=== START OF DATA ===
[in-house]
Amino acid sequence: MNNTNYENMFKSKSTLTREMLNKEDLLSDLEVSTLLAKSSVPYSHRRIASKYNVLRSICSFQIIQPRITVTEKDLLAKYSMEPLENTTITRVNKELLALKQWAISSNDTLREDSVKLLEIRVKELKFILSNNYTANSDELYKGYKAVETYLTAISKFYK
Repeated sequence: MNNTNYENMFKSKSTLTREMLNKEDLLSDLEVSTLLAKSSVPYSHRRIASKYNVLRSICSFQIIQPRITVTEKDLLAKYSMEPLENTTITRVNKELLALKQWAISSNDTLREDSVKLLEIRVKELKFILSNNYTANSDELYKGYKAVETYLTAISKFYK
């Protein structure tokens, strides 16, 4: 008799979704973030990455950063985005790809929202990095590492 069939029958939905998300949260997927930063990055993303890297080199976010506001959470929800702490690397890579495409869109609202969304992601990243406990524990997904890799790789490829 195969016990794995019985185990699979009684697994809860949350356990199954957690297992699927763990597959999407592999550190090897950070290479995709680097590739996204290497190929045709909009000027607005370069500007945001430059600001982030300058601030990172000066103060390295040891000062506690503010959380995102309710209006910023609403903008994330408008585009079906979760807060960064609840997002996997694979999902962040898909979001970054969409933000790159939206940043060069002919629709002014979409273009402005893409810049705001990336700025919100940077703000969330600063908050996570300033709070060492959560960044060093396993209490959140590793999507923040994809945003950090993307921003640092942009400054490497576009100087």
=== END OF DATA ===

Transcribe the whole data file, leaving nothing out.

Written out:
[in-house]
Amino acid sequence: MNNTNYENMFKSKSTLTREMLNKEDLLSDLEVSTLLAKSSVPYSHRRIASKYNVLRSICSFQIIQPRITVTEKDLLAKYSMEPLENTTITRVNKELLALKQWAISSNDTLREDSVKLLEIRVKELKFILSNNYTANSDELYKGYKAVETYLTAISKFYK
Repeated sequence: MNNTNYENMFKSKSTLTREMLNKEDLLSDLEVSTLLAKSSVPYSHRRIASKYNVLRSICSFQIIQPRITVTEKDLLAKYSMEPLENTTITRVNKELLALKQWAISSNDTLREDSVKLLEIRVKELKFILSNNYTANSDELYKGYKAVETYLTAISKFYK
């Protein structure tokens, strides 16, 4: 008799979704973030990455950063985005790809929202990095590492 069939029958939905998300949260997927930063990055993303890297080199976010506001959470929800702490690397890579495409869109609202969304992601990243406990524990997904890799790789490829 195969016990794995019985185990699979009684697994809860949350356990199954957690297992699927763990597959999407592999550190090897950070290479995709680097590739996204290497190929045709909009000027607005370069500007945001430059600001982030300058601030990172000066103060390295040891000062506690503010959380995102309710209006910023609403903008994330408008585009079906979760807060960064609840997002996997694979999902962040898909979001970054969409933000790159939206940043060069002919629709002014979409273009402005893409810049705001990336700025919100940077703000969330600063908050996570300033709070060492959560960044060093396993209490959140590793999507923040994809945003950090993307921003640092942009400054490497576009100087």